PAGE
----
The public is invited to an artist demonstration with Confederated Tribes of the Siletz member Robert Kentta on May 24 between noon and 4 p.m. at the Hallie Ford Museum of Art. Kentta will be demonstrating how traditional regalia for the Siletz Naydosh or Feather Dance is created. The work will be adorned with pine nuts, abalone, beads, & shells and thanks to an "Art Works" grant from the National Endowment for the Arts, one of Kentta’s dance regalia works will become part of the Hallie Ford Museum of Art’s permanent collection.
Robert Kentta is a member of the Confederated Tribes of the Siletz as well as their Cultural Resources Director and Tribal Council Treasurer. Kentta’s ancestors, who hailed from the Rogue River, Applegate, and Shasta regions, were brought to the Siletz Reservation in 1856 at the end of the Rogue River War. Kentta’s regalia has been featured previously in the museum’s “Art of Ceremony” exhibition (2008-2009) and includes numerous pieces that are actively used in traditional ceremonies.
Rebecca Dobkins, the museum’s Faculty Curator of Native American Art says, "Robert Kentta is not only an exceptionally talented artist, but has a breadth and depth of traditional knowledge that informs his work and that he actively shares with other Siletz tribal members. We are incredibly fortunate that he is making time to bring his art-making to the Hallie Ford Museum of Art to share with our visitors."
Additionally funded Native American art additions to the museum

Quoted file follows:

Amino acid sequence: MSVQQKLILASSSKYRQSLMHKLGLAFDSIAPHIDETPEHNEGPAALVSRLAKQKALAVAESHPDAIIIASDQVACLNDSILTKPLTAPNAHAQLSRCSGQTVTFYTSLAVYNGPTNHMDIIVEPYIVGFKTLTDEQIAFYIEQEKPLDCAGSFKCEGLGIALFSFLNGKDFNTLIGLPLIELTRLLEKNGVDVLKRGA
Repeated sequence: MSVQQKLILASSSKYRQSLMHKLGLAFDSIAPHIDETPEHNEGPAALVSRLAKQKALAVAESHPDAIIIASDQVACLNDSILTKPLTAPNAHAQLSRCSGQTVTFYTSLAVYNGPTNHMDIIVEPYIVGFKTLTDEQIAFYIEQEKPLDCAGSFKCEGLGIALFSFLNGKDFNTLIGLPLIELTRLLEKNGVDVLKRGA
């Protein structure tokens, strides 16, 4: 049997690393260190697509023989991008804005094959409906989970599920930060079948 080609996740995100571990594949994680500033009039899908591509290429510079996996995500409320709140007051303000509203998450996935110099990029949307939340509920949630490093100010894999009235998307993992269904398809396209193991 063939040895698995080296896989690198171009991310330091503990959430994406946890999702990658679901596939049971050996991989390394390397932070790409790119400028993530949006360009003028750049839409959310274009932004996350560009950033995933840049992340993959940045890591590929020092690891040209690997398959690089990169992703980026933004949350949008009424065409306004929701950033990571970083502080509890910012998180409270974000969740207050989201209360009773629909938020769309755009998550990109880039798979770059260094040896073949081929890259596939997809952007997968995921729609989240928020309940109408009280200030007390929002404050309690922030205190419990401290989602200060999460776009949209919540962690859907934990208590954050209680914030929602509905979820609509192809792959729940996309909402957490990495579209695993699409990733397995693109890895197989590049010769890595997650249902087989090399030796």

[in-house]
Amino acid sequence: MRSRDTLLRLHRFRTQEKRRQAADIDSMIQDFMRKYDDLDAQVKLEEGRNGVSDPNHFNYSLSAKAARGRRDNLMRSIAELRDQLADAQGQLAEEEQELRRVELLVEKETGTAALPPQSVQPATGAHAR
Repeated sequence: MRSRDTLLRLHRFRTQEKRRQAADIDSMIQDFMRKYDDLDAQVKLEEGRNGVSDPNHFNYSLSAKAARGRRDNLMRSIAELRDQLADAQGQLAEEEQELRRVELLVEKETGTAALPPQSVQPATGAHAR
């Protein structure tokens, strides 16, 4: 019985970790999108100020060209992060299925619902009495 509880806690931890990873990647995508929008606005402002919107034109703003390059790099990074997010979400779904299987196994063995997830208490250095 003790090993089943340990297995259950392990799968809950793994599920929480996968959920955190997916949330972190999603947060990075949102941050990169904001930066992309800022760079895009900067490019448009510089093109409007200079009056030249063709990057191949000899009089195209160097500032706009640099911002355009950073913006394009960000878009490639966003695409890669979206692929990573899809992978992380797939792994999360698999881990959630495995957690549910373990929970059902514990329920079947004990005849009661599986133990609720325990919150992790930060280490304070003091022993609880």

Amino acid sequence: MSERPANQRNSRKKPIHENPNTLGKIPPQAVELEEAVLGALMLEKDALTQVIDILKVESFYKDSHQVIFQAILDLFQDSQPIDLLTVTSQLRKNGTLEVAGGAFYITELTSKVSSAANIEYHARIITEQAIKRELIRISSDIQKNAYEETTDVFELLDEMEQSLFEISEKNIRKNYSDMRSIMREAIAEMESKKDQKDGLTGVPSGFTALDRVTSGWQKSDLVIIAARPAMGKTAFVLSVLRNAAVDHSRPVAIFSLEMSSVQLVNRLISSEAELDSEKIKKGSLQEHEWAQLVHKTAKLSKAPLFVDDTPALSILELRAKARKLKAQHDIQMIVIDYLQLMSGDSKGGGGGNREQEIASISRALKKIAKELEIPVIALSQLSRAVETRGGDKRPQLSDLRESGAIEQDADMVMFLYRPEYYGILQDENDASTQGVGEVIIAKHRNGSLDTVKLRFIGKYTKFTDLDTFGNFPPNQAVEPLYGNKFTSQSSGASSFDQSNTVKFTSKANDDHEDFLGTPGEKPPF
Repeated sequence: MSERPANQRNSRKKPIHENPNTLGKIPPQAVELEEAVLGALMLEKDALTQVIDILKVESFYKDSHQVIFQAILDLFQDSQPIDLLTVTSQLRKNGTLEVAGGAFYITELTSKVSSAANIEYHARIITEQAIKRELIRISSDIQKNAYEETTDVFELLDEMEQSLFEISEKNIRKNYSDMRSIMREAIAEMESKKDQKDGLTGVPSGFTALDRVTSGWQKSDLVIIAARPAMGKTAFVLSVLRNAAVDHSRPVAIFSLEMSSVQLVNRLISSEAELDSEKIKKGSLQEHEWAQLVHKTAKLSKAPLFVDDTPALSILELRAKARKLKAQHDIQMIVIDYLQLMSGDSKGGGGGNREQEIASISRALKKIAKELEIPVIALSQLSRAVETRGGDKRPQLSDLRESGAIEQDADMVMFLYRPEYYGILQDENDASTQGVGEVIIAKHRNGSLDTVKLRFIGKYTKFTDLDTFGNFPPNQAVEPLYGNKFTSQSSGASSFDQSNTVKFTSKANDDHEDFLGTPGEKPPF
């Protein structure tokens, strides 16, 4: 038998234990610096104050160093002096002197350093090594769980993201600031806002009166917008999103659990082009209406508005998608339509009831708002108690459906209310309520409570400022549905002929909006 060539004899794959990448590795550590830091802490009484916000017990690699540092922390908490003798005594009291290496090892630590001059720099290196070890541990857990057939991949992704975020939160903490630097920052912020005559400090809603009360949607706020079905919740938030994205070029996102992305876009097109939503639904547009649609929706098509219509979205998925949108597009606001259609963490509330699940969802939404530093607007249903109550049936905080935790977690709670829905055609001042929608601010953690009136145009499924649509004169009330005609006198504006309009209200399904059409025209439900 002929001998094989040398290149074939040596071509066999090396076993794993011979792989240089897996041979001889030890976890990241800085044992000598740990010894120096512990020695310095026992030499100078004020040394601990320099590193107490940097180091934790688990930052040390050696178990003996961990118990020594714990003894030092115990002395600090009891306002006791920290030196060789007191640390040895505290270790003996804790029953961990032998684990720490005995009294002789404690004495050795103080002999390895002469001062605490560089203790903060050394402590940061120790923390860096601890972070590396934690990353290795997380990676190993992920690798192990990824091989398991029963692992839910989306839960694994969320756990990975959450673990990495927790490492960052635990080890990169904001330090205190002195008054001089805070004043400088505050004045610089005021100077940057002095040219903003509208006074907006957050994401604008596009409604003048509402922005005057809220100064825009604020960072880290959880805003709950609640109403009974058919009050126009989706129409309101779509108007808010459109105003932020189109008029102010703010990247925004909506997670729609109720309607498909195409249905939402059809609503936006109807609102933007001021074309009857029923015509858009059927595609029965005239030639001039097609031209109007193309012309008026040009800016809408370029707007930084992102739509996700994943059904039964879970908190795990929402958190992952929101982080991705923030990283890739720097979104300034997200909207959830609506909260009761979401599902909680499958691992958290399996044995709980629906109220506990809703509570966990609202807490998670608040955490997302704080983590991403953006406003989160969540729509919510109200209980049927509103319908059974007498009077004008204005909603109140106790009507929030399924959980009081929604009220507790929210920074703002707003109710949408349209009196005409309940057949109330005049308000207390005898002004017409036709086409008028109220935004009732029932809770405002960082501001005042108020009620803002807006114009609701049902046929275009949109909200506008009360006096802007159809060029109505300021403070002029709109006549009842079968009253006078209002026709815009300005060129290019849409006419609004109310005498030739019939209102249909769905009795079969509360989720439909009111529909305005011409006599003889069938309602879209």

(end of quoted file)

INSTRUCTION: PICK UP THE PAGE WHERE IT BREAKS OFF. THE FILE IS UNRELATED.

Kentta’s traditional regalia will join the contemporary Native American artwork of Marie Watt and Joe Feddersen, whose works were also supported by "Art Works" grants from the National Endowment for the Arts.
In November, Feddersen’s three dimensional mixed-media fused glass and copper work “Fish Trap” joined the museum’s collection. Joe Feddersen is a member of The Confederated Tribes of the Colville Reservation in Washington and is an internationally recognized artist. Additional funding for his project was provided by endowment funds from the Confederated Tribes of Grand Ronde through their Spirit Mountain Community Fund.
On May 28, Watt’s “Blanket Stories: First Teachers, Wallamet, Crow's Shadow,” a contemporary blanket sculpture, was installed in the Confederated Tribes of the Grand Ronde Gallery at the museum. Watt is a nationally recognized Portland mixed-media artist whose work explores human stories and ritual implicit in everyday objects. She grew up in Wyoming on a ranch and has ties to the Turtle Clan of the Seneca Nation (Haudenosaunee). Additional funding for her project was provided by the Maribeth Collins Art Acquisition Fund and endowment funds from the Confederated Tribes of Grand Ronde, through their Spirit Mountain Community Fund.